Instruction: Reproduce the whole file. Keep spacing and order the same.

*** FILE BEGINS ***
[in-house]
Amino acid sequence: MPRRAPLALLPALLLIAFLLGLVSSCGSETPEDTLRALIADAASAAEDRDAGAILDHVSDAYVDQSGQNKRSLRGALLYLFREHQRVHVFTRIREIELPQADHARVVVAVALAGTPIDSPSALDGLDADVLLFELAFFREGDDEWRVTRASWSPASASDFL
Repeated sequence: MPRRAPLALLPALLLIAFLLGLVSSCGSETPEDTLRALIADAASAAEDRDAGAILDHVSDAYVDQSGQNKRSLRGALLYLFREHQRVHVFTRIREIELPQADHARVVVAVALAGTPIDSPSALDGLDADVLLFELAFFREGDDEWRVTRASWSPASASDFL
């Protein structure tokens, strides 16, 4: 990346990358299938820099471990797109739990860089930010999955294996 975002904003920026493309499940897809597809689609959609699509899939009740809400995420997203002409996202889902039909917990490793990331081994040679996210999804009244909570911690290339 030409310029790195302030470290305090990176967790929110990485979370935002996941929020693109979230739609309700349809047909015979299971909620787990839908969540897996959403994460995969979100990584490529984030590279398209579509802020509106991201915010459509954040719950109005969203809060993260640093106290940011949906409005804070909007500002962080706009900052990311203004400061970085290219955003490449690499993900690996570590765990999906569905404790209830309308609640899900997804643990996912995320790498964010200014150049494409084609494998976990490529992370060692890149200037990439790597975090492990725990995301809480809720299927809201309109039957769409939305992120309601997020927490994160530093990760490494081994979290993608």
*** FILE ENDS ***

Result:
[in-house]
Amino acid sequence: MPRRAPLALLPALLLIAFLLGLVSSCGSETPEDTLRALIADAASAAEDRDAGAILDHVSDAYVDQSGQNKRSLRGALLYLFREHQRVHVFTRIREIELPQADHARVVVAVALAGTPIDSPSALDGLDADVLLFELAFFREGDDEWRVTRASWSPASASDFL
Repeated sequence: MPRRAPLALLPALLLIAFLLGLVSSCGSETPEDTLRALIADAASAAEDRDAGAILDHVSDAYVDQSGQNKRSLRGALLYLFREHQRVHVFTRIREIELPQADHARVVVAVALAGTPIDSPSALDGLDADVLLFELAFFREGDDEWRVTRASWSPASASDFL
């Protein structure tokens, strides 16, 4: 990346990358299938820099471990797109739990860089930010999955294996 975002904003920026493309499940897809597809689609959609699509899939009740809400995420997203002409996202889902039909917990490793990331081994040679996210999804009244909570911690290339 030409310029790195302030470290305090990176967790929110990485979370935002996941929020693109979230739609309700349809047909015979299971909620787990839908969540897996959403994460995969979100990584490529984030590279398209579509802020509106991201915010459509954040719950109005969203809060993260640093106290940011949906409005804070909007500002962080706009900052990311203004400061970085290219955003490449690499993900690996570590765990999906569905404790209830309308609640899900997804643990996912995320790498964010200014150049494409084609494998976990490529992370060692890149200037990439790597975090492990725990995301809480809720299927809201309109039957769409939305992120309601997020927490994160530093990760490494081994979290993608």